Farmers Need to Look Past Price to Manage Profitability

February 7, 2012 01:30 AM
 

 

This week at Top Producer seminar Chris Barron of Carson Barron farms and the blogger behind Ask a Margins Expert, took a minute to share some key ways that farmers can manage their profitability in today’s marketing environment.
 
Barron says that farmers need to consider cost of production, yields and prices when managing their margins and predicting profitability.
 
"One of the things that we focus on primarily as producers is price, and it is important but so is yield and input cost," he says.
 
Barron says that in the future producers need to get a handle on the tools they can keep at their fingertips that will help manage margins and overall profitability.

 

 

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Anonymous
2/7/2012 02:12 AM
 

  Exactly right that we need to know cost of production to far for a profit. One little problem with that though--if your chemical and fertlizer dealer will not quote price at thsi time of the year you cannot do that. In my case there is only one dealer in the area and he will not quote prices either in December or at the beginning of the year yet does offer a early pay discount. I'm debating how to deal with this.

 
 
Anonymous
2/7/2012 02:12 AM
 

  Exactly right that we need to know cost of production to far for a profit. One little problem with that though--if your chemical and fertlizer dealer will not quote price at thsi time of the year you cannot do that. In my case there is only one dealer in the area and he will not quote prices either in December or at the beginning of the year yet does offer a early pay discount. I'm debating how to deal with this.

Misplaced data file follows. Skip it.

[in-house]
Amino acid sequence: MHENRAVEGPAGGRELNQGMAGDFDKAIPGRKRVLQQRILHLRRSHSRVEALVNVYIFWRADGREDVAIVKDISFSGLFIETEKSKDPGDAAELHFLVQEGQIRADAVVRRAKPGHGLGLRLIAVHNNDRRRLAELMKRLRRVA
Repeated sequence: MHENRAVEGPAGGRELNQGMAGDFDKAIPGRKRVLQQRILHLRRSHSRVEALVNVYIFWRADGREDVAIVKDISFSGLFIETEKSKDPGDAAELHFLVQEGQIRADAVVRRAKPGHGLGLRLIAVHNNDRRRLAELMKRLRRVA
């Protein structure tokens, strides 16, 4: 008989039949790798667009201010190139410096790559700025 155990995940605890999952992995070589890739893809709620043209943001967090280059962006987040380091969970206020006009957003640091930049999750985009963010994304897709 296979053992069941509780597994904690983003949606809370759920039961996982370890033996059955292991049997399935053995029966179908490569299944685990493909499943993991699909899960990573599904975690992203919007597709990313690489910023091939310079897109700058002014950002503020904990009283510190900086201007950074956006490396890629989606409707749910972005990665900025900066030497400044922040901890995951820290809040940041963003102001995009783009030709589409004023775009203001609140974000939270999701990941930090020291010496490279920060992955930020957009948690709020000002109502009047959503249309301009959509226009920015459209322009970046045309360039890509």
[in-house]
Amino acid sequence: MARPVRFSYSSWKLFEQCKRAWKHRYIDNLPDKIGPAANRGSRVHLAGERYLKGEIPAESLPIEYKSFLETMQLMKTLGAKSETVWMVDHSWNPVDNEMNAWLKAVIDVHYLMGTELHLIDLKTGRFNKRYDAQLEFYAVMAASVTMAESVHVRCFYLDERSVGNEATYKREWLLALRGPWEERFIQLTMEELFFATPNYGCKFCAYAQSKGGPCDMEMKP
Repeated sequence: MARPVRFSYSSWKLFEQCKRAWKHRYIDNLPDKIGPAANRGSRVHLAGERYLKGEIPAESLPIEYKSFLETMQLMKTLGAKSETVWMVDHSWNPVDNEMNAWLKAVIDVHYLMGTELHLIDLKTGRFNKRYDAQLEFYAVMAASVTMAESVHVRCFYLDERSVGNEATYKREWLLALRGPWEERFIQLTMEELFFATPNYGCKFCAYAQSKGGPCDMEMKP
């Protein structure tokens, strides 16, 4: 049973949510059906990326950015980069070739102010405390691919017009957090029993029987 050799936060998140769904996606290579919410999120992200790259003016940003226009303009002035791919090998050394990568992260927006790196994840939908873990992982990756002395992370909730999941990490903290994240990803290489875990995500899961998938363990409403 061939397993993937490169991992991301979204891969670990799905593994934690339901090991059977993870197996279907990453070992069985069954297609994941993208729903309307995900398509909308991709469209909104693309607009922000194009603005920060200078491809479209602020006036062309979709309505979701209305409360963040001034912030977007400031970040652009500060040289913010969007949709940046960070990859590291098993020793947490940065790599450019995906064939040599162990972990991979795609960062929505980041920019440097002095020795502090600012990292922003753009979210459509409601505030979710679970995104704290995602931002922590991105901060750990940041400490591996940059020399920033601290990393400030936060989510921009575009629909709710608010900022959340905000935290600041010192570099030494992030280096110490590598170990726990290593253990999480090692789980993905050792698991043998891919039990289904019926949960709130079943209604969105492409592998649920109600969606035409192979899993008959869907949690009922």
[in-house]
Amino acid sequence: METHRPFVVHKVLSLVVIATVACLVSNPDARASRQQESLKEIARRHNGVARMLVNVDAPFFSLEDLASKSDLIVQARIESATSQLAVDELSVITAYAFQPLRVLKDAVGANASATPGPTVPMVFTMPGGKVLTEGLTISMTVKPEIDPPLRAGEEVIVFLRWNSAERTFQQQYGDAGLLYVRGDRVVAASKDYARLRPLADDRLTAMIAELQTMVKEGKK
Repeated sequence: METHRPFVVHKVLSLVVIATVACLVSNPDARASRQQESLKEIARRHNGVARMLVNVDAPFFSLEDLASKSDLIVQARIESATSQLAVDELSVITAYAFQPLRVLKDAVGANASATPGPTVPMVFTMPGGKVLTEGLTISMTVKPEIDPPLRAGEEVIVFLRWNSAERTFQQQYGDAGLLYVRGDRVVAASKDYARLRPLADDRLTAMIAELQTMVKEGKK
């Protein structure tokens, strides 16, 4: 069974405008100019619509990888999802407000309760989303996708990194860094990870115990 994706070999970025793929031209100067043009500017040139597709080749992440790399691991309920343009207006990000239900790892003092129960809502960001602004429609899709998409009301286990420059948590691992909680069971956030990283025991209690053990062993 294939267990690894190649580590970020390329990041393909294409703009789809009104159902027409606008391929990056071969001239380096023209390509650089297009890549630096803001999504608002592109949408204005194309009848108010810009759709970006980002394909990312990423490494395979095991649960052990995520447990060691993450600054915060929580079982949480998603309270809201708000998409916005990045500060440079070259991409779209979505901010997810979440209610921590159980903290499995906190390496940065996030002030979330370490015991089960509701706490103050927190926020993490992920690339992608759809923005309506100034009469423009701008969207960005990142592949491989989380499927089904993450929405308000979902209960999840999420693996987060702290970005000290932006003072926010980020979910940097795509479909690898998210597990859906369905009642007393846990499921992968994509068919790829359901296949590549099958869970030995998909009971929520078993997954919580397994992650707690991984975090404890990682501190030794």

Anonymous
2/7/2012 10:59 AM
 

  Chris - No kidding. Isn't this stating the obvious? On our farm, my husband and I have worked together every year to create a budget that includes price AND yield AND cost considerations. Anyone who has financing for their operation is required to do this anyway! We adapt our operation every year because there is so much variance in where profitability lies. Sure, in recent years the price has created a very profitable environment, but ten years ago this was not the case whatsoever. There's also more to consider than profitability; rotating corn and soybeans may not be the most profitable in the short term, but controls disease and pests in addition to creating a more favorable environment for the next year's crop.

 
 
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